The new Steamship Authority ferry will ply the route between Woods Hole and Oak Bluffs beginning next spring, the town selectmen learned this week. Appearing before the board at its meeting Tuesday, Vineyard SSA governor Marc Hanover reported on plans for the ferry Woods Hole, a $40 million hybrid vessel still under construction in Louisiana.

“It will replace the Sankaty,” Mr. Hanover told the selectmen, referring to a freight ferry. “It will make the same number of trips, 10 trips a day. The boat is due in late April, and should be on the run in mid-May.”

Mr. Hanover also said the Hy-Line ferry service has applied to use a larger, faster vessel on their current Hyannis-to-Oak Bluffs route, increasing passenger capacity by 300 people. The company also wants to increase summer trips from Oak Bluffs to Nantucket to three times per day.

Also the Seastreak high-speed ferry service has applied to run a trip from New Bedford to Nantucket daily, with a stop in Oak Bluffs.

The boat line has not made any decisions on the applications for new routes. The issues will be discussed at the monthly board meeting Tuesday. The meeting begins at 9:30 a.m. in the Oak Bluffs library.

Richard Toole of Oak Bluffs questioned whether the Island could absorb more passengers and vehicles. Mr. Hanover offered a succinct reply.

“Stop building houses,” he said. “We are the problem.”

Also Tuesday, selectmen voted to enter into an energy credit agreement and pay an administrative fee to the Cape and Vineyard Electric Cooperative (CVEC), which manages construction of municipally-owned solar and wind generation projects.

The complicated agreement would provide a discounted rate for 86,400 kilowatt hours of electricity, through energy credits from a wind power project in Plymouth. CVEC program and administration manager Liz Argo estimated the town would save $3,725 per year over the 20-year agreement. That estimate is based on current energy costs. The discount could be less if retail costs decrease, and could be higher if retail costs increase.

“That’s the downside,” Ms. Argo said. “You’re locking in for 20 years, but you’re getting the dollars immediately.”

In a separate vote, selectmen agreed to pay CVEC one per cent of the savings realized through the agreement, to cover legal and administrative costs.

Selectmen also voted to take a step forward in a plan to spruce up the downtown area. A report produced by the streetscape planning committee outlines improvements for traffic flow, pedestrian accommodations and street furnishings. The board voted to spend $100,000 to prioritize the report’s recommendations and hire consultants for preliminary design and engineering, so the town can apply for state and federal grants to fund the projects. Funding for the preliminary design will come from the town’s Community Development Block Grant program. The grant provides residents with 15-year loans for energy efficient home improvements. The loans do not have to be paid back, unless the owner sells the property. In that case, the loan income goes into a town account which can be used for certain municipal projects.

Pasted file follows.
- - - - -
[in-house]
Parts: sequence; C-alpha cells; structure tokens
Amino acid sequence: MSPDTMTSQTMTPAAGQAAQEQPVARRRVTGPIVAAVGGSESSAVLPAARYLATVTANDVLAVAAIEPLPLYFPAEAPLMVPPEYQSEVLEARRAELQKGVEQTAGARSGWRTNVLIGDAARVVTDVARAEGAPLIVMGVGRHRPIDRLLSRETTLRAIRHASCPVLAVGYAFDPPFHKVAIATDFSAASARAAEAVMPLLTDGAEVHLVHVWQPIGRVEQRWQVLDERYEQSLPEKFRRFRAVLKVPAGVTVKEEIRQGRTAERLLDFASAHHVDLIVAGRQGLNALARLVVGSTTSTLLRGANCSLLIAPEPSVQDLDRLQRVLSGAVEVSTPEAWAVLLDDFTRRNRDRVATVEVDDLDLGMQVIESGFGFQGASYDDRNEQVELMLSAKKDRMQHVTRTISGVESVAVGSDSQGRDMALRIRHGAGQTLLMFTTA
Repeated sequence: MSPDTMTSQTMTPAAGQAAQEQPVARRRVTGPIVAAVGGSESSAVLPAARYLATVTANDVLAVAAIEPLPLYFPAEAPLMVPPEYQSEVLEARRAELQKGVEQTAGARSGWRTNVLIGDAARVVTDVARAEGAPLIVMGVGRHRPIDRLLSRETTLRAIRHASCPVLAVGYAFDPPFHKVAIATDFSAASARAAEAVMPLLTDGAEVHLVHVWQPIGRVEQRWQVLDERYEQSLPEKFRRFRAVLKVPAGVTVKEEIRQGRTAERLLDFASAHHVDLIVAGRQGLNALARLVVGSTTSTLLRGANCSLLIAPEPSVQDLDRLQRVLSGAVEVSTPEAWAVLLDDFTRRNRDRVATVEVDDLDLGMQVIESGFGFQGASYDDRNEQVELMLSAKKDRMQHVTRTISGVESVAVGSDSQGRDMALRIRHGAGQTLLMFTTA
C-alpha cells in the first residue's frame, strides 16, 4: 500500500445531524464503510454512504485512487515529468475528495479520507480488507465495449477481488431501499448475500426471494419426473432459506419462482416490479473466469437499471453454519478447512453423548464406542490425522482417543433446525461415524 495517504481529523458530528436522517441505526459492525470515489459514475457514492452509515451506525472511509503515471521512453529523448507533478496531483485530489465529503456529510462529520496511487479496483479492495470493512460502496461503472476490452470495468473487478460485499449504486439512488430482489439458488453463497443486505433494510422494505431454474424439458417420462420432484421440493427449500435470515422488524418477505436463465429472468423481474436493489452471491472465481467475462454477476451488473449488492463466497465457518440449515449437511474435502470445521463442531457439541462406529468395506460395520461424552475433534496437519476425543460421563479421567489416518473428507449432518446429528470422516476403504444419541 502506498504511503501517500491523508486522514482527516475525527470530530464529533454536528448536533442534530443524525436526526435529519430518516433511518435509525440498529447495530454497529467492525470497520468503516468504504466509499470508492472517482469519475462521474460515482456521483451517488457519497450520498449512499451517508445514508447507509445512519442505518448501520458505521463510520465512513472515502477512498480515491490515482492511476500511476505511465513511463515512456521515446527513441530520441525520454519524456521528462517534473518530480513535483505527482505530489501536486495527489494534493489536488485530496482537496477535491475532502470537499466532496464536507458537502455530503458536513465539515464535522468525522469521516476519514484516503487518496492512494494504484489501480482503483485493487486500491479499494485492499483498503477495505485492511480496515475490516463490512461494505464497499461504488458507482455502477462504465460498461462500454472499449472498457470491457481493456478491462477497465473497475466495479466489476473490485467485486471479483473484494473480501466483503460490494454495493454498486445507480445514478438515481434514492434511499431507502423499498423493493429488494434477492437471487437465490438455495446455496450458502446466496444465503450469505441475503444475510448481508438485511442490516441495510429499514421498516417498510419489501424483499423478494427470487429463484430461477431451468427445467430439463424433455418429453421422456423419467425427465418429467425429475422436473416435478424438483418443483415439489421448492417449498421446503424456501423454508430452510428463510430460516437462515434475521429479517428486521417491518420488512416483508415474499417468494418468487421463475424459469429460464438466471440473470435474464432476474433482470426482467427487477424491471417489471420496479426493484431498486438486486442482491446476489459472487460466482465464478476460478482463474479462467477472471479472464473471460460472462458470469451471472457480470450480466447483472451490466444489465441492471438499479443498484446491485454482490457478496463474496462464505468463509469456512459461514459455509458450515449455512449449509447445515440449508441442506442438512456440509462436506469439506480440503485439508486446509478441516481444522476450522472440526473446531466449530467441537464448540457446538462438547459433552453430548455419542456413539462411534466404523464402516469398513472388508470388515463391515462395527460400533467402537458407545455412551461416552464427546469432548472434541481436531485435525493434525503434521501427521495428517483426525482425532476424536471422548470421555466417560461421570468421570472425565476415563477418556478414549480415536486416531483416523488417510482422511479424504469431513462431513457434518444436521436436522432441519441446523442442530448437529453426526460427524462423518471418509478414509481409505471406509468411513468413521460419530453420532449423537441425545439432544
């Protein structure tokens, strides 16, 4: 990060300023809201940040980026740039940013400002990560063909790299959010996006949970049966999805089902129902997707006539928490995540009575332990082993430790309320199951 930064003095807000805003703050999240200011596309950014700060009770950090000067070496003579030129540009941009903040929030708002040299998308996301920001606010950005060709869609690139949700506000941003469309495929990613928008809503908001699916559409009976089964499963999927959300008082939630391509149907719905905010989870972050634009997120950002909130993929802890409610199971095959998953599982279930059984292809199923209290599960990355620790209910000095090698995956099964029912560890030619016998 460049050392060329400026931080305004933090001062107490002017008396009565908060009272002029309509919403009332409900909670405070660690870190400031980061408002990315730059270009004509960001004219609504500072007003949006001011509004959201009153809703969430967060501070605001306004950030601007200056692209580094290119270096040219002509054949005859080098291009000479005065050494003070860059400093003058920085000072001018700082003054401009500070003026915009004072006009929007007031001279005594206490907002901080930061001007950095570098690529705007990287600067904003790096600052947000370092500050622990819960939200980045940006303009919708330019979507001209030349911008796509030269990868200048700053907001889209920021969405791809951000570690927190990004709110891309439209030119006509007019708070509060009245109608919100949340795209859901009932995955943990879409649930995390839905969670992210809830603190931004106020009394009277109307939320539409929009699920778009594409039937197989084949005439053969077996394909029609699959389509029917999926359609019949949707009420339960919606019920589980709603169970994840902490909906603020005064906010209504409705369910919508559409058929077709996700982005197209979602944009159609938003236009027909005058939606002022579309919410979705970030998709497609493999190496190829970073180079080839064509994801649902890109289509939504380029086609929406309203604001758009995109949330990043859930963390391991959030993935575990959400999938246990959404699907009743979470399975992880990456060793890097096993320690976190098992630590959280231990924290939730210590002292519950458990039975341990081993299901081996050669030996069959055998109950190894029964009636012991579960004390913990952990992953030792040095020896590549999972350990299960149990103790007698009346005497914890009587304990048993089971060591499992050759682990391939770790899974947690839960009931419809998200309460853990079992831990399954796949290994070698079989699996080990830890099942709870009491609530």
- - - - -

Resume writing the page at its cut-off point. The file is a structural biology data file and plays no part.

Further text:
The board voted to allow the sidewalk on Lake avenue next to the Island Theatre to be closed for at least 10 days, so construction crews can finish roofing the dilapidated structure.

Town officials, including building inspector Mark Barbadoro, continue to receive complaints about noise from the new Barn Bowl and Bistro on Uncas avenue.

Mr. Barbadoro told selectmen the business owners have added soundproofing beyond requirements of their permits.

“It is definitely quieter than it was,” the building inspector said. “The sound consultant has certified the sound meets the DEP regulations and the Oak Bluffs zoning bylaws.”

Mr. Barbardoro said he expects at least one of the homeowners near the bowling alley to appeal the certification to DEP.

Richard Seelig, accompanied by about 15 beach users who attended the meeting, told selectmen the renourishment of Pay Beach with dredged sand has proved to be inadequate. Mr. Seelig brought a large rock and trays of beach sand to demonstrate his complaint that too much sand was distributed on one section of the beach. Several northeast storms have already eroded much of the material, leaving the lower part of the beach separated by a steep wall of sand and exposing large rocks.

“I think the town can do better than this,” he said.

Selectmen also voted to close Vineyard avenue to vehicle traffic for trick-or-treating on Oct. 31 for Halloween. The street will be open only to costumed munchkins and goblins (and their parents) from 5:30 p.m. to 8:30 p.m., from Dukes County avenue to Norris street.